With the entire tourism sector struggling with unprecedented losses for nearly a year, travel agencies are among the biggest losers in this crisis caused by the coronavirus pandemic. Cancellations of travel and various events and restrictions on people’s movement due to special epidemiological measures have left a significant mark on the travel agencies’ business.
Tomislav Fain, the president of the Association of Croatian Travel Agencies (UHPA), has previously sent numerous requests to the Government to help and support travel agencies. They recently even asked the Croatian Civil Protection Headquarters to close them formally so they can withdraw much-needed financial resources for survival. However, unsuccessfully. This time, like all the times before, their demand has only one goal: the survival of travel agencies.
“Countless times we have been called upon to understand the situation and with uncertainty found out at the last minute whether we will be able to keep employees for the next month or two or we will have to thank them for their cooperation. As our understanding did not lead to a boomerang effect and came back to us in the same way, we were put in a situation where the survival of most travel agencies in the Republic of Croatia is extremely endangered,” Fain points out in the UHPA statement.
According to the Tax Administration and the Central Bureau of Statistics data, the average decline in the travel agencies’ activity in 2020 was continuously above 85 percent. These truly devastating results carry even more weight if we take into account the fact that these are mostly small and medium-sized family businesses that, to ensure the liquidity of the business, among other things, sold their own assets.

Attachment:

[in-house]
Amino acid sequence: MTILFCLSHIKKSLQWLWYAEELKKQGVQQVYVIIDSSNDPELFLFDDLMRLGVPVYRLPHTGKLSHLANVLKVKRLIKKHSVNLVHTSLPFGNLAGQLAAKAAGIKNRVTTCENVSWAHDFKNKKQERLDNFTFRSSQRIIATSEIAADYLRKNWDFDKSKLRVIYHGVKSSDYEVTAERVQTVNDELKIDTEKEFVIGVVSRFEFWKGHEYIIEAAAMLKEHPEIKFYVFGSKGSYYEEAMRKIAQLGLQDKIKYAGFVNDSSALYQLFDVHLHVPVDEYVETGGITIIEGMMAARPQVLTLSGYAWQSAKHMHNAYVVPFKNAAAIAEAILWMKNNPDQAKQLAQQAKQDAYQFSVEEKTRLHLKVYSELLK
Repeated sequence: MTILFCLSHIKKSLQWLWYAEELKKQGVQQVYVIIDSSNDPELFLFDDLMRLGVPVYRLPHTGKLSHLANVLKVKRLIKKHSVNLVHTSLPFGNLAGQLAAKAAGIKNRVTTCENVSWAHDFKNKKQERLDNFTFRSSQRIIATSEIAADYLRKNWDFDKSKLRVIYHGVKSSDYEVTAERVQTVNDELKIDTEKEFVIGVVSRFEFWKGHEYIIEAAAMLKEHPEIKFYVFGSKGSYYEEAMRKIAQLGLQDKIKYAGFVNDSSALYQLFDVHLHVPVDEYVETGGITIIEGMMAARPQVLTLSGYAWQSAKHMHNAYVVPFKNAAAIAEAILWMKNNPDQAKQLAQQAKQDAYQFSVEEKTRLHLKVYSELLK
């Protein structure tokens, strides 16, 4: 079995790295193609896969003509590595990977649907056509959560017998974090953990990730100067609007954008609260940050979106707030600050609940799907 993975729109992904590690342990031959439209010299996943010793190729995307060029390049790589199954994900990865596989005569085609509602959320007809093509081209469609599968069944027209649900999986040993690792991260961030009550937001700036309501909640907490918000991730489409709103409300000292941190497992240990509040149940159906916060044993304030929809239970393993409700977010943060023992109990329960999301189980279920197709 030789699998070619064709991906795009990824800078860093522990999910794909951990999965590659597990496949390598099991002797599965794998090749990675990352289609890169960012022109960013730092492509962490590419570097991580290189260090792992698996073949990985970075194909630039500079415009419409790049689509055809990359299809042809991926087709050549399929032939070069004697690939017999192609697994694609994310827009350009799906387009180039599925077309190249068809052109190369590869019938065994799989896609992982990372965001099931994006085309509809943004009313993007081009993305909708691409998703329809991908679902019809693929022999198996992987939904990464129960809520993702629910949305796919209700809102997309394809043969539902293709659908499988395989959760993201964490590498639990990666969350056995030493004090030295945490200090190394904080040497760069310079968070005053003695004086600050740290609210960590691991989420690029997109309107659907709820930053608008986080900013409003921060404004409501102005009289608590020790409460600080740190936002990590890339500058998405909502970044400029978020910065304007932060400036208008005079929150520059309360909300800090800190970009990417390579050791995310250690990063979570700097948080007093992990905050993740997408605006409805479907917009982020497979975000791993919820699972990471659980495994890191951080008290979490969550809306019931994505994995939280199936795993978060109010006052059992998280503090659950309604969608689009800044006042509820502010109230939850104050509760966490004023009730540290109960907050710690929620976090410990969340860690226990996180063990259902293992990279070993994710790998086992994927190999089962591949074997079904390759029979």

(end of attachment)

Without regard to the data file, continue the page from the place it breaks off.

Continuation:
“In a country that depends so much on tourism, it is unacceptable that on the threshold of the tourist season on which we have high expectations, the tourism industry survives day by day and hopes for a miracle. As if this is not more than enough, the situation is further aggravated by the lack of understanding of service providers, especially public institutions, which, despite the recommendations of relevant ministries, increase their services’ prices at the last minute.
It is high time that all relevant stakeholders understand the seriousness of the situation and provide us with the key prerequisites so that we can dedicate ourselves to what we know best – creating tourist products for a memorable holiday. Otherwise, all promotional campaigns and slogans will go to waste because we will not protect the most important thing – a man – who, as we like to be proud of, is the key to success in tourism,” concludes Fain.